I can understand some peoples frustration with index racing but without it hundreds of people that do race wouldn't be able to, I'd love to be able to race heads up. Sadly to race heads up in a door car (dragsters are no doubt fun but I am a door car guy) and to be competitive in the UK you need to be spending six figures on a car, plus all the support kit, and several seasons to gain experience in tuning the car and yourself to get anywhere near. I enjoy index racing because I enjoy the tactics and the complexity of setting the car up and dialling it
    “the ambient temperature goes up 2 degrees F that means I need to change my dial in from 13.41 to 13.42, ahh but the humidity and pressure has also changed so I need to change it to 13.40 etc.” It is a lot more complex when you are in the car than watching. I used a 30 quid weather station off eBay (the sort that sits on your desk/windowsill) and a spreadsheet to calculate the dial in.

    There aren't as many pro-class cars (there are plenty of Pro-Mods) in the UK/Europe because there simply isn't the money to fund it as there is in the US; though that isn't as much as it used to be so people don't do it, you can't run a Top Fuel car or Top Alcohol car on a shoestring, and as for Pro-Stock, well that is even more expensive than any of the other Pro-Classes.

    I decided to hang my helmet up (it is actually for sale ) last year not just because I want to fly more, I find flying more enjoyable; but then as a small boy you wouldn't have found a single picture of a car of any sort on my bedroom walls. But also because I have reached an impasse with racing; quite simply I want to move on from Sportsman ET and go faster, but I cannot afford to do so (even without flying) and after a few experiences last year at SPR; if I ever return to racing it will have to be in a Pro Class (Pro-Modified) in a dedicated race car.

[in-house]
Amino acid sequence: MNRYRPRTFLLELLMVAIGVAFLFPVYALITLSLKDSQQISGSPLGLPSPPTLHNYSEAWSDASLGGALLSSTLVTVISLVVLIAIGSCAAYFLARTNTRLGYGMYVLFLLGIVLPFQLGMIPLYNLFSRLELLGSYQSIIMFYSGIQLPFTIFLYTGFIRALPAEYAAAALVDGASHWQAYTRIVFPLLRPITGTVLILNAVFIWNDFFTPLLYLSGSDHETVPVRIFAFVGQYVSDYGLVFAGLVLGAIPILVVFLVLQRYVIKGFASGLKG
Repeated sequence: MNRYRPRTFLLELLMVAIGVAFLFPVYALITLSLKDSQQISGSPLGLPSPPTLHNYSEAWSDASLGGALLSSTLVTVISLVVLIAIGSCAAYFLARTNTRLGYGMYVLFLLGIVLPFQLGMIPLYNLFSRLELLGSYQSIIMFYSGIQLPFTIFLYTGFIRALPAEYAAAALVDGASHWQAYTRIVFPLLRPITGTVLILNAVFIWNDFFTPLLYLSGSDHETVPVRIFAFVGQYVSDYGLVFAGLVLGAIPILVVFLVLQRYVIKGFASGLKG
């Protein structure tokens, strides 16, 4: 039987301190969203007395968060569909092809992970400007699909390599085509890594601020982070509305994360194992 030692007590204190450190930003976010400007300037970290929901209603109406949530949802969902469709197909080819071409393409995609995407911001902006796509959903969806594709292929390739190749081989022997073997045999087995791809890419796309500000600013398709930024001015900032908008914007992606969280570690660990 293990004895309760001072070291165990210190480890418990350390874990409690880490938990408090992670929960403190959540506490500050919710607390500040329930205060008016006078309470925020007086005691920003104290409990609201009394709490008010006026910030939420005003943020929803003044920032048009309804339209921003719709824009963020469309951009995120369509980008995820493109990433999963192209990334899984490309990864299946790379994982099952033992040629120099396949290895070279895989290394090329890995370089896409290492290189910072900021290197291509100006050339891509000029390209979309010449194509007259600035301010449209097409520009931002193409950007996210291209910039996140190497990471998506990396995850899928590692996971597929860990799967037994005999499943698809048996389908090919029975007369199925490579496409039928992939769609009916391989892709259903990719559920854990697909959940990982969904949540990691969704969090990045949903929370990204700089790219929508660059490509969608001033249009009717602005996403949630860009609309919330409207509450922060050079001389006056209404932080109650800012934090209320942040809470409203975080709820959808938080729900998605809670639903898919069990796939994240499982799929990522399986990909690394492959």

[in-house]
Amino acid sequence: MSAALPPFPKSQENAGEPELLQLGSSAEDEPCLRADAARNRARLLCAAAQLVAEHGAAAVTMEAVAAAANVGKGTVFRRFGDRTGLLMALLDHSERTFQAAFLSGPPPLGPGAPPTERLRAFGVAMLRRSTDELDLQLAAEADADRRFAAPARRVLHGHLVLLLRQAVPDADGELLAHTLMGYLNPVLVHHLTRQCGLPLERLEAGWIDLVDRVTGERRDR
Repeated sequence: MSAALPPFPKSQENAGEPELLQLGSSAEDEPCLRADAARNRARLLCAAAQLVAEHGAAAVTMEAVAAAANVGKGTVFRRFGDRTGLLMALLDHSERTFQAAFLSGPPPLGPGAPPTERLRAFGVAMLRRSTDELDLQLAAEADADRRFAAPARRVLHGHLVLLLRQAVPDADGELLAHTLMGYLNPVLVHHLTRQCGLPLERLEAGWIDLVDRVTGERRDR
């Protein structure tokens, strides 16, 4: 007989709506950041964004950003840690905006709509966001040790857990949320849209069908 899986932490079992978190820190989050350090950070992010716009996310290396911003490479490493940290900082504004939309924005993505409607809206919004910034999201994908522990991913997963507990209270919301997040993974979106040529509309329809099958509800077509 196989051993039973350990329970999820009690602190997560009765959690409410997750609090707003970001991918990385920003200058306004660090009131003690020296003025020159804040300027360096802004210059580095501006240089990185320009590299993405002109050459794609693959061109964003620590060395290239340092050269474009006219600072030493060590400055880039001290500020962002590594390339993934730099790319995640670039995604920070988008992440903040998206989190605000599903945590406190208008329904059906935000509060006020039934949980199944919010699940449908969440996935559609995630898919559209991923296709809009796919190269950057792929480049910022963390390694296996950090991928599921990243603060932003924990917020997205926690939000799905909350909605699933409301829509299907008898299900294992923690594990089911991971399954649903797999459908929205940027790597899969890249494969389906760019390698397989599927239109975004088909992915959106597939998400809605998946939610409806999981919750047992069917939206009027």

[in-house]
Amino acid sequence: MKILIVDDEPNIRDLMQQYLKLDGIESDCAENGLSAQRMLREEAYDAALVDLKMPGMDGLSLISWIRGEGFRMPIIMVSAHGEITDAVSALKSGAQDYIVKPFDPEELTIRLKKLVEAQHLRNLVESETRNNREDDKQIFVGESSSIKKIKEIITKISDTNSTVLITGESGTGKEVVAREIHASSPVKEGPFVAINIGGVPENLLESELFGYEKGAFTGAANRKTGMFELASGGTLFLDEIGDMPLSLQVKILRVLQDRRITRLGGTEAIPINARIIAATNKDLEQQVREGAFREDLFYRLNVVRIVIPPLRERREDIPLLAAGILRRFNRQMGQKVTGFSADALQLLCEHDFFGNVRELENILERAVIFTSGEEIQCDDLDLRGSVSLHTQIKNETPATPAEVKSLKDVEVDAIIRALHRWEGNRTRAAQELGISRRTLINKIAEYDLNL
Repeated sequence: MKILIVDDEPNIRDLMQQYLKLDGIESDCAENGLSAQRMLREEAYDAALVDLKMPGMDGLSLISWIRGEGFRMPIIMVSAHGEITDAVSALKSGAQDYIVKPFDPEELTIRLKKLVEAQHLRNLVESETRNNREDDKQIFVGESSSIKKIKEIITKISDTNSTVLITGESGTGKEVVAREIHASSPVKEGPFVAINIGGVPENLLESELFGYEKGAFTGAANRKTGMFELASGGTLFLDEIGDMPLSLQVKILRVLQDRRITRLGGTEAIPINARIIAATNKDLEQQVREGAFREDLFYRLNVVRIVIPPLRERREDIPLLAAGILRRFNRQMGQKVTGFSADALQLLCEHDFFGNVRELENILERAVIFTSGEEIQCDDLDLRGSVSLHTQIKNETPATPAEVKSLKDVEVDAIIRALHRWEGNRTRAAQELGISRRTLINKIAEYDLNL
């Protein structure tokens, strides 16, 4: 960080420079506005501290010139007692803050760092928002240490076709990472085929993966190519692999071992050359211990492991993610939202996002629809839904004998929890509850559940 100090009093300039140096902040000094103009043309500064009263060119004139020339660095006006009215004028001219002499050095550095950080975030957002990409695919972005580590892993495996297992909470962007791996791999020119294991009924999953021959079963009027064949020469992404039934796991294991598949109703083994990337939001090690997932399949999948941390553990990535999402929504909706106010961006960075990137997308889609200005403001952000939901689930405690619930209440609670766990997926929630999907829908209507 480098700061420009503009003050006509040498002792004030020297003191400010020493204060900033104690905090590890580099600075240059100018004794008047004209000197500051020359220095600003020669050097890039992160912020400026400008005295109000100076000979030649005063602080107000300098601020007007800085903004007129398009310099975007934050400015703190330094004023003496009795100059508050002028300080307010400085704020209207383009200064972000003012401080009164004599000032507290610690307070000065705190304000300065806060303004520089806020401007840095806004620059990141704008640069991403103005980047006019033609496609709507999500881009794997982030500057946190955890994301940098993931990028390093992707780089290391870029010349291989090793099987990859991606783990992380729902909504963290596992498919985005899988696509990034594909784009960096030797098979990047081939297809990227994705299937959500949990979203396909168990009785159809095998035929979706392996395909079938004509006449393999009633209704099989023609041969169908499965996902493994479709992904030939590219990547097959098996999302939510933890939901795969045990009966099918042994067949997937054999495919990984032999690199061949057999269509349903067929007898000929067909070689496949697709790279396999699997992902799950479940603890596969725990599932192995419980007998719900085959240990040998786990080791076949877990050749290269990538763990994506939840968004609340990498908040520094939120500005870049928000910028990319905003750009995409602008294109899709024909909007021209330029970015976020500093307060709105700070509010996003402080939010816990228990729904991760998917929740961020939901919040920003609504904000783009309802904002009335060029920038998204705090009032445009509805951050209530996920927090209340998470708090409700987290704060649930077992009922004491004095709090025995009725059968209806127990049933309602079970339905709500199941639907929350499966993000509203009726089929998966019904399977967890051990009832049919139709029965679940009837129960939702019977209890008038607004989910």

I have to say I am one of the critics of DRS, surely if a mechanism is required to allow cars to overtake each other the race class as whole is fundamentally flawed, after all it hasn’t really shifted the balance much in the racing, the top constructors are always there or there abouts. I went to watch some racing at brands hatch many years ago, one of the classes that raced was the Clio Cup. Now for the drivers I am sure it is exciting, but for spectators it’s a precession as generally they would finish in the same order they got through the first couple of corners in, unless somebody made a mistake or broke a car.
    Last edited by mattmoxon; 16-02-2017 at 09:07 AM.
    2006 GT in Redfire metallic with 18" polished alloy Bullit style wheels and a few non standard tweaks

    Build Thread: Build thread ruined by photo bucket.

    Best ET so far at York Raceway: 13.0920 @ 103.71mph